What Change and the IBM Cloud Garage Taught Me

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IBM Cloud Garage: My experiences and changes I’ve seen

I joined the IBM Cloud Garage in Toronto on April Fool’s Day of 2015 as an architect.

To help ring in the Cloud Garage’s fifth anniversary this April 28th, I was asked to write about my experiences and the changes I have seen since I joined four years ago. To do that, I need to go back in time.

How it all started

My first experiences on a computer were on a TRS-80 in my basement, using books from the library to copy out BASIC programs for games like ASCII art hangman. Eventually, I took this to the next level by adding my own creativity to these programs, which were then stored in cassettes.

Jump to my last years of university, which were filled with the sound of modems. The dot-com bubble started the year I graduated with a Master’s degree in Mathematics and Computer Science.

And, yet, I’m not old—not really.

I mention all this to highlight the incredible rate of change of technology, communication, computers, and social media. Because I joined IBM right out of university, it is with the lens of an IBMer that I have experienced all this change and the corresponding innovation and adaptation.

Until 2015, I worked in the IBM Software Group developing software products. Within that context, I’ve seen a multitude of organizational changes: from large teams to small teams; waterfall, iterative, and agile methodologies; work-from-office and work-from-home models; offices with doors, cubicles, and open workspaces; and proprietary and open source development. Lots of change.

In 2015, I decided that I wanted to immerse myself in the client experience—to use IBM technology to support client success. As soon as I heard about the Bluemix Garage (now IBM Cloud Garage), I was intrigued for many reasons.

First, IBM Cloud was still relatively new and Cloud offerings of familiar IBM products were just emerging. I was excited to try these out. Second, the nascent Cloud Garage Method and the Lean Startup tenets were compelling—innovate, experiment, keep the product owners engaged from the start, playback frequently, pivot, automate, fail fast, learn, repeat. Over the last few years, many new offerings have been added to the ecosystem: Watson APIs, the Data Science platform, Blockchain offerings, Quantum offerings, IBM Cloud Kubernetes Service, IBM Cloud Private (ICP), and more. Sometimes it is hard to keep up, but for someone like me who is hands-on and loves to learn and apply, I couldn’t wish for more.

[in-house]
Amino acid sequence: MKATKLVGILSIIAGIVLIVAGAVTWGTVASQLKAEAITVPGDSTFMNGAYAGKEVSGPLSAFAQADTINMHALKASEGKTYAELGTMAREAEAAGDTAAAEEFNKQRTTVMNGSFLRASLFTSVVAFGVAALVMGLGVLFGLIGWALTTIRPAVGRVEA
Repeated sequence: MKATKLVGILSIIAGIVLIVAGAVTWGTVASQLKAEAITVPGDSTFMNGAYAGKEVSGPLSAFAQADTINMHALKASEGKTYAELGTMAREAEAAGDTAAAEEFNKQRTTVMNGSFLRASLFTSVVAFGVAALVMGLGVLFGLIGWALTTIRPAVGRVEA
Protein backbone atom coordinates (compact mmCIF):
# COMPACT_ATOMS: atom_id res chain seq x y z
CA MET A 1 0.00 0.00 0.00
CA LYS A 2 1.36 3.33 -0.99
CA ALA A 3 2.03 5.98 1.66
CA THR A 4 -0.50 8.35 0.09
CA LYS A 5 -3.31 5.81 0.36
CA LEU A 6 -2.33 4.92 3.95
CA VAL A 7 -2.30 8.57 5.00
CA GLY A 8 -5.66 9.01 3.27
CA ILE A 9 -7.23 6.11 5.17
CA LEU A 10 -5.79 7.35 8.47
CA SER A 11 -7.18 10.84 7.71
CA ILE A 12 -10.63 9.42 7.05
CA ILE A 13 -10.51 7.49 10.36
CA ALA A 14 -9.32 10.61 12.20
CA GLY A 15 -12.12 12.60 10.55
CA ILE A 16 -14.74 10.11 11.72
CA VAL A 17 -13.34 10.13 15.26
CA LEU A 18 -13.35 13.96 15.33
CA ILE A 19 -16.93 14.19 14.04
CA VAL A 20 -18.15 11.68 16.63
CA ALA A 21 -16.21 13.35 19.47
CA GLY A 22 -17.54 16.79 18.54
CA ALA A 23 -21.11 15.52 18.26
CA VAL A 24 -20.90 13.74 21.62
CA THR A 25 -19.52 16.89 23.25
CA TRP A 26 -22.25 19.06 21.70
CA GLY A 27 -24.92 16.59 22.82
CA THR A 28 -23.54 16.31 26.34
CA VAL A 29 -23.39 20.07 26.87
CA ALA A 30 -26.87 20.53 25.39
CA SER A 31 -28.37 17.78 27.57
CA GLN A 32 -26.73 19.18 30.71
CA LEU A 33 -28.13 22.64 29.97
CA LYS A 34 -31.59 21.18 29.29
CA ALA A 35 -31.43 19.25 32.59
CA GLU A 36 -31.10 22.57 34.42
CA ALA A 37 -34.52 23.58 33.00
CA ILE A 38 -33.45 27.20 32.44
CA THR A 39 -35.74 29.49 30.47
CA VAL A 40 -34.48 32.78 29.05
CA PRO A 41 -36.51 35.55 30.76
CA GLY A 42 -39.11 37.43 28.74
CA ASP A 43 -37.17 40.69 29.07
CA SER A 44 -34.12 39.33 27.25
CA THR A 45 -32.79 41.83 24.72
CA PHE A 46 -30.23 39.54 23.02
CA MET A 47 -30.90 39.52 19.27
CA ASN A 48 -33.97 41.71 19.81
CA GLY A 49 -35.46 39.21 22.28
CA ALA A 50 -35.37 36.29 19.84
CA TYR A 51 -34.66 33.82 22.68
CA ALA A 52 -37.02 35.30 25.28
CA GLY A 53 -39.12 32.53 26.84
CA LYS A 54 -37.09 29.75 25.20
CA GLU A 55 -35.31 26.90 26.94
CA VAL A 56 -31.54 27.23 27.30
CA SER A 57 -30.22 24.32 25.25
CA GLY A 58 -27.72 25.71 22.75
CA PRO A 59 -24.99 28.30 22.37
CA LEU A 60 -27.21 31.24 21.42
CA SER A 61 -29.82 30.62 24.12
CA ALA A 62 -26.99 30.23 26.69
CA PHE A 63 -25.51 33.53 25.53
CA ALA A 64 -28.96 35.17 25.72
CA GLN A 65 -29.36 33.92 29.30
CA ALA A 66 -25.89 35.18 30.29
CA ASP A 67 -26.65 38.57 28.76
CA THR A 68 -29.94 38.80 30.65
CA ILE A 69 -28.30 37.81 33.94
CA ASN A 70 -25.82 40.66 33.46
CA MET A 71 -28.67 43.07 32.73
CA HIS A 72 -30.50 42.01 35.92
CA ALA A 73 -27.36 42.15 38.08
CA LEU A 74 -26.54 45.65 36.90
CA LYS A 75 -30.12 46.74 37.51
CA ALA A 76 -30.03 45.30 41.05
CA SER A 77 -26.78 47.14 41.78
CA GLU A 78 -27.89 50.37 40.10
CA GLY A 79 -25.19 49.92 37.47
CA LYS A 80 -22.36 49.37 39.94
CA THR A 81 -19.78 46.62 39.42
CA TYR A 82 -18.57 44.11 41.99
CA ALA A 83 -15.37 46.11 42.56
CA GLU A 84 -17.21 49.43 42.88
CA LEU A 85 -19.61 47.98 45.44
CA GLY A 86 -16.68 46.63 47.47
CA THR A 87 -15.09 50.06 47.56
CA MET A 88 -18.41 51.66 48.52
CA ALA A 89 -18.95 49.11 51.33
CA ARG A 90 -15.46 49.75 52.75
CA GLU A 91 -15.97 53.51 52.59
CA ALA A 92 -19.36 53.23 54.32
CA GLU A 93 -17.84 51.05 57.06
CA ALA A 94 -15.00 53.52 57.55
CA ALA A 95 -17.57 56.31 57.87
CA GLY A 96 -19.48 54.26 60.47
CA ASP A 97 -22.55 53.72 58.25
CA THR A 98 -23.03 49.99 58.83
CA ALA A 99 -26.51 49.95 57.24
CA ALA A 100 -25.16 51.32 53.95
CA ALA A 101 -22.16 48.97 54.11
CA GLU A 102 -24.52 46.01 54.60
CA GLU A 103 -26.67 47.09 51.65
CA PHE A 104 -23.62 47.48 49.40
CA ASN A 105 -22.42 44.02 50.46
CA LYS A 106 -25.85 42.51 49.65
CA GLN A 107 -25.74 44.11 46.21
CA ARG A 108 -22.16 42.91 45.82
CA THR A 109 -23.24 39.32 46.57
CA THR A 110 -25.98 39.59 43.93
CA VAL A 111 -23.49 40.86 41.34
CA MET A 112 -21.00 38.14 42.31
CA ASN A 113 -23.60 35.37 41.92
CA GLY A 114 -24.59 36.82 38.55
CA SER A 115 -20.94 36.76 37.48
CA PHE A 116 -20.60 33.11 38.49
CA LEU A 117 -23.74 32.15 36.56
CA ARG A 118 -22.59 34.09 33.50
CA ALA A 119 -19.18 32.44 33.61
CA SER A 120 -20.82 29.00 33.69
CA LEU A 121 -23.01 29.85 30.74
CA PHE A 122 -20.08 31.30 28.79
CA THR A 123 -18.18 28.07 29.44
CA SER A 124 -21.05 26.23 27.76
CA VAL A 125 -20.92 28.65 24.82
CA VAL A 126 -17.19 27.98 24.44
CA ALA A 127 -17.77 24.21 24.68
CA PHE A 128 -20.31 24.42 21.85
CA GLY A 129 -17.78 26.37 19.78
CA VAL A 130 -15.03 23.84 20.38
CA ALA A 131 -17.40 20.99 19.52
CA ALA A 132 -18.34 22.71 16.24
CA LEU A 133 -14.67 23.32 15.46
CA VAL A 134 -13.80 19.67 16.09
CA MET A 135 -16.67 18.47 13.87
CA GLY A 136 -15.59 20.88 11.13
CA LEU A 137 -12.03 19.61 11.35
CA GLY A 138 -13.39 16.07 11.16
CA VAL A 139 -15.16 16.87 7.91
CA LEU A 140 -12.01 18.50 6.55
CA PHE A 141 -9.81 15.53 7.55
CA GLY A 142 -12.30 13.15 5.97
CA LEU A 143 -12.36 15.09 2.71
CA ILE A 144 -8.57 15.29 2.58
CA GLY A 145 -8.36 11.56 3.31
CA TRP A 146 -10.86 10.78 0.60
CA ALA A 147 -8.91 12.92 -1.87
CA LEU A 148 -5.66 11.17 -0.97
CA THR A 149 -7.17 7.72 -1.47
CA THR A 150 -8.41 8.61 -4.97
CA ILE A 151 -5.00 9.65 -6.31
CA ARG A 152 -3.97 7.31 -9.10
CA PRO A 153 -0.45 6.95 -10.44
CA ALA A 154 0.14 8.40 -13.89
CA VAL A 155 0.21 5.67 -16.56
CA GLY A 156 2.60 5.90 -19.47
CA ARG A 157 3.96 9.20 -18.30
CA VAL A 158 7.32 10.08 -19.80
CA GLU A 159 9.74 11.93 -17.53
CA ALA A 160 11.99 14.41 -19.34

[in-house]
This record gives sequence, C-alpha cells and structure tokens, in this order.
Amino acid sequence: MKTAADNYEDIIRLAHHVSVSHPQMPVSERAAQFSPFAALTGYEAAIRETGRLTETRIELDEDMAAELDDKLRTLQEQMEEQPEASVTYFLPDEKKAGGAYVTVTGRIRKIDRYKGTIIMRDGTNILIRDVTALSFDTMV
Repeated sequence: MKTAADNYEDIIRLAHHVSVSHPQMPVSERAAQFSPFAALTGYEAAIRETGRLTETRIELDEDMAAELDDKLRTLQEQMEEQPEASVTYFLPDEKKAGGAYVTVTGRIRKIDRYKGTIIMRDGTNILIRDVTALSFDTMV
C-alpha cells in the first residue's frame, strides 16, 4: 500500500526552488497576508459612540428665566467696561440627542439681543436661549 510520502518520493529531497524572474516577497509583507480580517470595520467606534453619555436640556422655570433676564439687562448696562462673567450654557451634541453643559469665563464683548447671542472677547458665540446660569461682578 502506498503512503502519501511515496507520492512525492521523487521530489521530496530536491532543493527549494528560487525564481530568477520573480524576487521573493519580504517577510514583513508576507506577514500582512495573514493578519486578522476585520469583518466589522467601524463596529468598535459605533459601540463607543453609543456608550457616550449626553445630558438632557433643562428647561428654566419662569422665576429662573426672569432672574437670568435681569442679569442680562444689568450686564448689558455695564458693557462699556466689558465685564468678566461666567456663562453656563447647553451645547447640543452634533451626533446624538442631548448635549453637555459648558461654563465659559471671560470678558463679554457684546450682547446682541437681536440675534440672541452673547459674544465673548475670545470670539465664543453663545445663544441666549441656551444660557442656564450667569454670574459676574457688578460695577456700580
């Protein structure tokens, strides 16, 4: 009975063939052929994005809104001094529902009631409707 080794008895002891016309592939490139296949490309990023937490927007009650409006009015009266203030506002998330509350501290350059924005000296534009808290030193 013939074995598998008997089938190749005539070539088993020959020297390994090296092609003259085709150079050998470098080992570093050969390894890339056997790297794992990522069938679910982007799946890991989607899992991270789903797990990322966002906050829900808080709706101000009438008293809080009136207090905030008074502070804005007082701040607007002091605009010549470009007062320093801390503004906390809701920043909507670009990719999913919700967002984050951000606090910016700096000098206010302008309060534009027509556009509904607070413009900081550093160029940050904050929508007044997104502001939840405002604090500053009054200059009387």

So, how has the Cloud Garage evolved? In addition to a growing portfolio of technologies and expansion to over a dozen sites worldwide, we’re constantly iterating on the Garage Method. We realize that there is no one-size-fits-all. However, there are practices that reliably result in good outcomes, and these practices can be applied to innovation projects as well as transformation and modernization initiatives. They can be applied to small projects and large-scale enterprise projects.

There is always change, and sometimes it is easy to roll your eyes and wonder if it’s change for the sake of change. But, I think we’re on to something—a convergence that leads to stronger, more flexible and engaged teams with common goals, a set of guiding principles that drives better communication, more positive collaboration and ultimately gets projects done.

I look forward to what we do next.

This blog is a part of a series celebrating the fifth anniversary of the IBM Cloud Garage. 

To learn more about the IBM Cloud Garage, find our story, resources, and method here. If you would like to see how the IBM Cloud Garage can help your business, schedule a cost-free, four-hour virtual visit with us. We’d love to help you turn that idea into a reality.

Senior Technical Staff Member (STSM), Architect Practice Lead, Americas, IBM Cloud Garage

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